Two crashed planes, 109 flying hours and 45 days. This is what it took Lieutenant Colonel Pierre van Ryneveld and Captain Quentin Brand to make history by completing the first flight from London to Cape Town on 19 March 1920.
It has been 100 years since this massive feat was achieved by the two pilots, and to commemorate this historic event the University of Pretoria’s (UP) faculty of engineering, built environment and information technology (EBIT) held a celebration on 14 March 2020 at its brand new engineering building at UP’s Hillcrest Campus.
The significance of hosting the commemoration at the engineering 4.0 facility is that the first landing point in South Africa of the London-to-Cape Town flight route was where the facility now stands.
The celebration coincided with the re-installation of a monument at the site. The monument was relocated last year when construction began on the engineering 4.0 building.
EBIT dean Professor Sunil Maharaj said UP was proud to be an inextricable part of South Africa’s aviation history.
“Technological advancement has reached a point where travelling from London to South Africa is as easy as taking a flight that’s approximately 12 hours long.
“One hundred years ago, this was not the case. So it is important for us to commemorate this event, because it helps us take stock of how far we’ve come,” Prof Maharaj said.
After the technological advances made in World War I, international flight came onto the map in a big way. In London, The Times of London launched a competition to see who could successfully complete the trip from London to Cape Town, with a £5 000 purse (about £225 000 or R4.7-million today), and less than a month later a British team in a Vickers Vimy (a British heavy bomber aircraft) set out from England for the Cape.
It was piloted by captains S Cockerell and FC Broome, and included Dr Chalmers Mitchell, secretary of the Zoological Society.
It is believed that then South African Prime Minister Jan Smuts wanted a South African to be the first to complete the challenge, so he authorised the purchase of a Vickers Vimy at a cost of £4 500. On 4 February 1920 Van Ryneveld and Brand took off from Brooklands Aerodrome in Surrey in a Vimy named Silver Queen.
Less than two months later, the South African team made history, and the site where the first landing in South Africa was made was marked as a heritage site some years later (after the other three teams crashed out along the route).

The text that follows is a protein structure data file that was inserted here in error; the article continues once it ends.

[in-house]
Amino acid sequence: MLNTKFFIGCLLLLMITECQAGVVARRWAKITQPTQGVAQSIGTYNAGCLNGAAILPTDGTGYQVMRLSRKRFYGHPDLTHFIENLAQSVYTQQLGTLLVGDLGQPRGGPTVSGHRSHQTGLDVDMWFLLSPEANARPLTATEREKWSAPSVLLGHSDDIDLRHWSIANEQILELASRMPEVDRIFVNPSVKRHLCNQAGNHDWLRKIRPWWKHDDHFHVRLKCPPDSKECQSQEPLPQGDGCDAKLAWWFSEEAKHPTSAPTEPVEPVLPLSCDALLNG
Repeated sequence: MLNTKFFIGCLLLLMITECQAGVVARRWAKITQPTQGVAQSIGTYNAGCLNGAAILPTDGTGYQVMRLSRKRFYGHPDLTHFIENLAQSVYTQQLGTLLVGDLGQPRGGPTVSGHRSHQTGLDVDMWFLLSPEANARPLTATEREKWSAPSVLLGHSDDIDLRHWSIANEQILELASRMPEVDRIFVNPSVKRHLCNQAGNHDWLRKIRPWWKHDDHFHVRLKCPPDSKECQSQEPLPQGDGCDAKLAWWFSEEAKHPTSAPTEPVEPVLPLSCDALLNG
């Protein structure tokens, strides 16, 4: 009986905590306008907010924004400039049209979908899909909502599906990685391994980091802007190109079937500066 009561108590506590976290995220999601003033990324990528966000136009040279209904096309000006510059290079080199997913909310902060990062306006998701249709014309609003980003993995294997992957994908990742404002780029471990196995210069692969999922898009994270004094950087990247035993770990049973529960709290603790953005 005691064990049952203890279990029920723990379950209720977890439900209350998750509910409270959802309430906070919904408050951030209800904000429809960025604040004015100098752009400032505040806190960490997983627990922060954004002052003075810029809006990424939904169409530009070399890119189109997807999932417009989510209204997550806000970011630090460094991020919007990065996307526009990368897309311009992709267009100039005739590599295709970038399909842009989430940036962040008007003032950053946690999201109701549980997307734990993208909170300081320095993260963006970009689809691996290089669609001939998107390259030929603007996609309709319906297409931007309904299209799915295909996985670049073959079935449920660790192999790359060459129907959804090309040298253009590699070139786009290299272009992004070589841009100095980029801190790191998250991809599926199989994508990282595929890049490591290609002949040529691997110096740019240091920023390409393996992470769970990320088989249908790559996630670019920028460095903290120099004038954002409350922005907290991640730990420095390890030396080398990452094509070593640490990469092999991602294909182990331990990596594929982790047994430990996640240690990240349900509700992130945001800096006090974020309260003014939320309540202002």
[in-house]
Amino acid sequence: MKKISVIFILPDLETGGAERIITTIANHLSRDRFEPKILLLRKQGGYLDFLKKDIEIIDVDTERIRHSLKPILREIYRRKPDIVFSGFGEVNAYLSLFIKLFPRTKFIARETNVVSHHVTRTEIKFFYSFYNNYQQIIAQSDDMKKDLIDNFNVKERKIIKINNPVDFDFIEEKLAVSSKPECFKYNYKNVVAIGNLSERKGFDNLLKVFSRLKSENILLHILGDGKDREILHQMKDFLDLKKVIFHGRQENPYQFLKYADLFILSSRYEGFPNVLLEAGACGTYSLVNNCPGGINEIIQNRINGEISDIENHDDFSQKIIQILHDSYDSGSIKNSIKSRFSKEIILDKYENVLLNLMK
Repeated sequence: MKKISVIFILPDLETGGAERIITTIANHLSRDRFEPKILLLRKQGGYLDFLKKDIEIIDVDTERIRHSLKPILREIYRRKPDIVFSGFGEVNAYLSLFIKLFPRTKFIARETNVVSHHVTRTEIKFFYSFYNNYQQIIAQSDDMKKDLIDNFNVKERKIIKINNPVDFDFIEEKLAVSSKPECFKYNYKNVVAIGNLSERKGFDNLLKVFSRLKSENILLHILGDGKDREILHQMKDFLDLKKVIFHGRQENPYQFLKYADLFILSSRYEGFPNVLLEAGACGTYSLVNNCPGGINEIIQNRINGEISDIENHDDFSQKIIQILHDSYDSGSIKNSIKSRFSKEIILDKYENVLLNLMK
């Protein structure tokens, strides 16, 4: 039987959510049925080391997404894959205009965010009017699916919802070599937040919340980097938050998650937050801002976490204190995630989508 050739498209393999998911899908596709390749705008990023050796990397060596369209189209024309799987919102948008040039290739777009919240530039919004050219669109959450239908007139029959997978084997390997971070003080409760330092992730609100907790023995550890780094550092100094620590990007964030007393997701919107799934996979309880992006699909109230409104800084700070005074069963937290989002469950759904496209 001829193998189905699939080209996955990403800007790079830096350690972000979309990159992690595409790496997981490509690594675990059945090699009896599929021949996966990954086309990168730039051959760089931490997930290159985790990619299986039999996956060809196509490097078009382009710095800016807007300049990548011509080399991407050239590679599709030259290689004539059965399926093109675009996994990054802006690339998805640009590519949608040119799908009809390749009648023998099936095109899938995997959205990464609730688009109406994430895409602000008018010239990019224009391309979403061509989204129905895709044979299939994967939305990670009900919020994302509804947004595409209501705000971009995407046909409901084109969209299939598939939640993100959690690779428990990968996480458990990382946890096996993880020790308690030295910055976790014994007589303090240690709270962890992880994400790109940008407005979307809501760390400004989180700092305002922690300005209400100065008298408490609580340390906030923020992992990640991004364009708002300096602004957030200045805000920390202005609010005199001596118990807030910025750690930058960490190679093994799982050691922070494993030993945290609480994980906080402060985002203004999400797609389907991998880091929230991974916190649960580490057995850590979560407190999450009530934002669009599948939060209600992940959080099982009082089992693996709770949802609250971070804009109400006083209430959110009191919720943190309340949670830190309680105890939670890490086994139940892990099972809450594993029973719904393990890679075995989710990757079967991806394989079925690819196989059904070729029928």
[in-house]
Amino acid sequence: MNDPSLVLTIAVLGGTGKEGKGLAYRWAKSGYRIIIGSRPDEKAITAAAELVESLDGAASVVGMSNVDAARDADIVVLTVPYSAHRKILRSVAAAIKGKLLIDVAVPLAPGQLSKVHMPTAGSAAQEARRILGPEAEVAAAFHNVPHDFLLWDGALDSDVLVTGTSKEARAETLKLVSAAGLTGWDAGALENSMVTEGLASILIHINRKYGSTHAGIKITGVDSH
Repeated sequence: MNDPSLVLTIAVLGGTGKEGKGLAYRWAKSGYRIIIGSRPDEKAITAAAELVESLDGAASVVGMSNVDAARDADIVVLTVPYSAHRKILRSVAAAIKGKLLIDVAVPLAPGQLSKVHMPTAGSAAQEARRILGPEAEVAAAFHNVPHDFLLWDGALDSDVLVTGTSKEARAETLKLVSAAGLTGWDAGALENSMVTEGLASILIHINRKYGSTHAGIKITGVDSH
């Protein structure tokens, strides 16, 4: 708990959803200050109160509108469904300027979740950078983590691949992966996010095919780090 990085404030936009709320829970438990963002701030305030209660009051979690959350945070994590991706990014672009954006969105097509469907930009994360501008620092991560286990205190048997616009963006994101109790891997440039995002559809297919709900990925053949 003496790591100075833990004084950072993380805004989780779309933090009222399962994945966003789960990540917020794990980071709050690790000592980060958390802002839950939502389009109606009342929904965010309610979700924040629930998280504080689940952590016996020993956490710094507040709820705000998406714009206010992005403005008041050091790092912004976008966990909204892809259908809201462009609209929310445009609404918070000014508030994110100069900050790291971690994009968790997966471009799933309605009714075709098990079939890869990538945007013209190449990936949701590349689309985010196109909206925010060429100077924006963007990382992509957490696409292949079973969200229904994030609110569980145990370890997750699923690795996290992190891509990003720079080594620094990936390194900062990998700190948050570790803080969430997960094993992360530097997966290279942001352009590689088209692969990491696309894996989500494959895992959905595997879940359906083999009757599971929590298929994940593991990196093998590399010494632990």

Professor Wynand Steyn, head of the department of civil engineering at UP, said it was important that the event was commemorated and the landing site restored, because they are reminders of the technological advances that have been made over the past century.
“It was a mere 100 years ago that the first plane landed from the UK in South Africa,” Prof Steyn said.
“We often take existing technology for granted. I believe that the visibility of the memorial will make us remember that apparently impossible feats become possible when good people put their minds to it, and become common-place once we understand the issue or challenge or technology better. That is why we do engineering, for the benefit of humanity.”
He added that the new engineering 4.0 complex would endeavour to continue making breakthroughs that help humanity live better.
“For many people in Africa, travelling to their nearest shopping centre, school, police station, hospital or market is a similar challenge to what travelling from the UK to South Africa was 100 years ago. A challenge over non-existing and bad routes, through rivers without bridges, with a real danger of not arriving.
“We have the opportunity to change this through continuous improvements in our understanding, development and supply of road and transportation technology. This will improve people’s lives, which is the focus of any competent engineer’s career,” Prof Steyn concluded.